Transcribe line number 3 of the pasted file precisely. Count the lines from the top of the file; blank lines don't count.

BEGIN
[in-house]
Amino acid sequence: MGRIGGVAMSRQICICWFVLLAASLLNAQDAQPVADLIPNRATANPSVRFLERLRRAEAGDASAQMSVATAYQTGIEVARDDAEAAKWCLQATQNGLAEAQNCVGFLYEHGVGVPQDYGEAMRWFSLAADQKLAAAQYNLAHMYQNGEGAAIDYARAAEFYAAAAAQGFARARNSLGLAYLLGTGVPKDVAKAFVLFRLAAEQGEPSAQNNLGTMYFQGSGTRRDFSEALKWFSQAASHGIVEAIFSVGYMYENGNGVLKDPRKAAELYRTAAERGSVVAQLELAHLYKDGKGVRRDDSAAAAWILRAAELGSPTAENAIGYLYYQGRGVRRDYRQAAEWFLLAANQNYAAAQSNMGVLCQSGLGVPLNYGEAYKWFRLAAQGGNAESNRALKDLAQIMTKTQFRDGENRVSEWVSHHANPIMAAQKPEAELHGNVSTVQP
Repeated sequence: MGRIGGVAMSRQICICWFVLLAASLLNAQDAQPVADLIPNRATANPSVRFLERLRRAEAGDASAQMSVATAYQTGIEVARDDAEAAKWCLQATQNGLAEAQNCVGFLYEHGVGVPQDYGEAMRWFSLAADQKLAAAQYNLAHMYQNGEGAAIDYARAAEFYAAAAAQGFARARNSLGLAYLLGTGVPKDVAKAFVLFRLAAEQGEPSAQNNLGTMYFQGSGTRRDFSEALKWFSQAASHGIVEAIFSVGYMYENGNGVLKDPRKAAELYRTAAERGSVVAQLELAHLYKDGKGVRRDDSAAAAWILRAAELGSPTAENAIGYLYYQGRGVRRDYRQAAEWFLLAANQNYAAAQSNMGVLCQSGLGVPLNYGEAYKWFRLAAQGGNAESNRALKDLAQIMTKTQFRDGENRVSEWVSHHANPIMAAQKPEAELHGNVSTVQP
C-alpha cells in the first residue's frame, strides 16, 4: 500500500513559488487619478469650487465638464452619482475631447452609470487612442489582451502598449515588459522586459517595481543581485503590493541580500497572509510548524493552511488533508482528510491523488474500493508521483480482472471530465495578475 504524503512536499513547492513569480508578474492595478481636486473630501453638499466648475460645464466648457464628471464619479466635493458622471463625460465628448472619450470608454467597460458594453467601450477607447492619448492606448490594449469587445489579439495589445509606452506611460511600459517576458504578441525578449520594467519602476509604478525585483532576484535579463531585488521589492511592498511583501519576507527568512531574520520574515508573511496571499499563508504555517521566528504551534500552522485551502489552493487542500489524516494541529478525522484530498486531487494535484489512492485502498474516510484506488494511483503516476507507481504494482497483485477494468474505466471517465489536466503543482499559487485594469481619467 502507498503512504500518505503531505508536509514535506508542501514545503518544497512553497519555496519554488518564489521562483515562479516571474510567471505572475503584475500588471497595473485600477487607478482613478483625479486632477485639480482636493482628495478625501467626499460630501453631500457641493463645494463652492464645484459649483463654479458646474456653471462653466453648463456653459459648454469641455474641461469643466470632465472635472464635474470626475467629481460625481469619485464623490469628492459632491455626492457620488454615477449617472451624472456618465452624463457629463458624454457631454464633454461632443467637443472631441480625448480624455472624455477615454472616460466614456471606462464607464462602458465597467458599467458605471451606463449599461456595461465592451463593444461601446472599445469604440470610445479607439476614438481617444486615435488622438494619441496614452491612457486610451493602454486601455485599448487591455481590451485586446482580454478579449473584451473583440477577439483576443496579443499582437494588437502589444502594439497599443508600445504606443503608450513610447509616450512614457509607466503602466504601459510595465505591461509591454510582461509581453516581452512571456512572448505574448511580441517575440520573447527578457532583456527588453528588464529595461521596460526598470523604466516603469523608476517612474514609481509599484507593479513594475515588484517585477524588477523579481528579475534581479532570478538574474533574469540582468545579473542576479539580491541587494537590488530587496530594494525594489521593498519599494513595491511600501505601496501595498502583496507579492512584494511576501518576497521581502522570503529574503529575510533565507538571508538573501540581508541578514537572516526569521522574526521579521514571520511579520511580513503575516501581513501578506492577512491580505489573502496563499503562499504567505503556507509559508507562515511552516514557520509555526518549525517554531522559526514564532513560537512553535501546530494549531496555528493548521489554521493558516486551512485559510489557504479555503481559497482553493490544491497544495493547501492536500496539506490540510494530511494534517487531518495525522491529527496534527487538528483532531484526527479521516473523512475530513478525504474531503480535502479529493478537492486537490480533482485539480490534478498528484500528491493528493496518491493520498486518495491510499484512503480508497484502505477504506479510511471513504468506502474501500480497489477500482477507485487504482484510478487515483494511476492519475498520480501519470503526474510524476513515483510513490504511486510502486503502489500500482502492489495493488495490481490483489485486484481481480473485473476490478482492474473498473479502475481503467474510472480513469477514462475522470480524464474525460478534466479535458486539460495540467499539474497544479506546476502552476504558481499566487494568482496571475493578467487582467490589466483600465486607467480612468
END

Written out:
Repeated sequence: MGRIGGVAMSRQICICWFVLLAASLLNAQDAQPVADLIPNRATANPSVRFLERLRRAEAGDASAQMSVATAYQTGIEVARDDAEAAKWCLQATQNGLAEAQNCVGFLYEHGVGVPQDYGEAMRWFSLAADQKLAAAQYNLAHMYQNGEGAAIDYARAAEFYAAAAAQGFARARNSLGLAYLLGTGVPKDVAKAFVLFRLAAEQGEPSAQNNLGTMYFQGSGTRRDFSEALKWFSQAASHGIVEAIFSVGYMYENGNGVLKDPRKAAELYRTAAERGSVVAQLELAHLYKDGKGVRRDDSAAAAWILRAAELGSPTAENAIGYLYYQGRGVRRDYRQAAEWFLLAANQNYAAAQSNMGVLCQSGLGVPLNYGEAYKWFRLAAQGGNAESNRALKDLAQIMTKTQFRDGENRVSEWVSHHANPIMAAQKPEAELHGNVSTVQP